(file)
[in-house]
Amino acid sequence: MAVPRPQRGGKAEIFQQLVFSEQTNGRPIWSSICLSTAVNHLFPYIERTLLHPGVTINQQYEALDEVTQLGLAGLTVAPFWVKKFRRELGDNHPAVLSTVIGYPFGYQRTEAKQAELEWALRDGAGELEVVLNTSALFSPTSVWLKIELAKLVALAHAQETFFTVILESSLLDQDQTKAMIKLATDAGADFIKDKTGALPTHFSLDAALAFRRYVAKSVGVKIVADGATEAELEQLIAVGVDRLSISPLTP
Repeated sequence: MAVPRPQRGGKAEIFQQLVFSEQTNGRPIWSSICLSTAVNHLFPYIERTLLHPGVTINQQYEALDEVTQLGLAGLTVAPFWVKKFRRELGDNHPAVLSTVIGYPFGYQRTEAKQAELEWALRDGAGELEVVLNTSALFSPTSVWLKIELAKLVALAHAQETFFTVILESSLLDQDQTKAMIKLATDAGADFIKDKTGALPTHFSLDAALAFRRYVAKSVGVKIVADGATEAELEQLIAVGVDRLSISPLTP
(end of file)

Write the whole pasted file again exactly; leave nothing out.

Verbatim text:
[in-house]
Amino acid sequence: MAVPRPQRGGKAEIFQQLVFSEQTNGRPIWSSICLSTAVNHLFPYIERTLLHPGVTINQQYEALDEVTQLGLAGLTVAPFWVKKFRRELGDNHPAVLSTVIGYPFGYQRTEAKQAELEWALRDGAGELEVVLNTSALFSPTSVWLKIELAKLVALAHAQETFFTVILESSLLDQDQTKAMIKLATDAGADFIKDKTGALPTHFSLDAALAFRRYVAKSVGVKIVADGATEAELEQLIAVGVDRLSISPLTP
Repeated sequence: MAVPRPQRGGKAEIFQQLVFSEQTNGRPIWSSICLSTAVNHLFPYIERTLLHPGVTINQQYEALDEVTQLGLAGLTVAPFWVKKFRRELGDNHPAVLSTVIGYPFGYQRTEAKQAELEWALRDGAGELEVVLNTSALFSPTSVWLKIELAKLVALAHAQETFFTVILESSLLDQDQTKAMIKLATDAGADFIKDKTGALPTHFSLDAALAFRRYVAKSVGVKIVADGATEAELEQLIAVGVDRLSISPLTP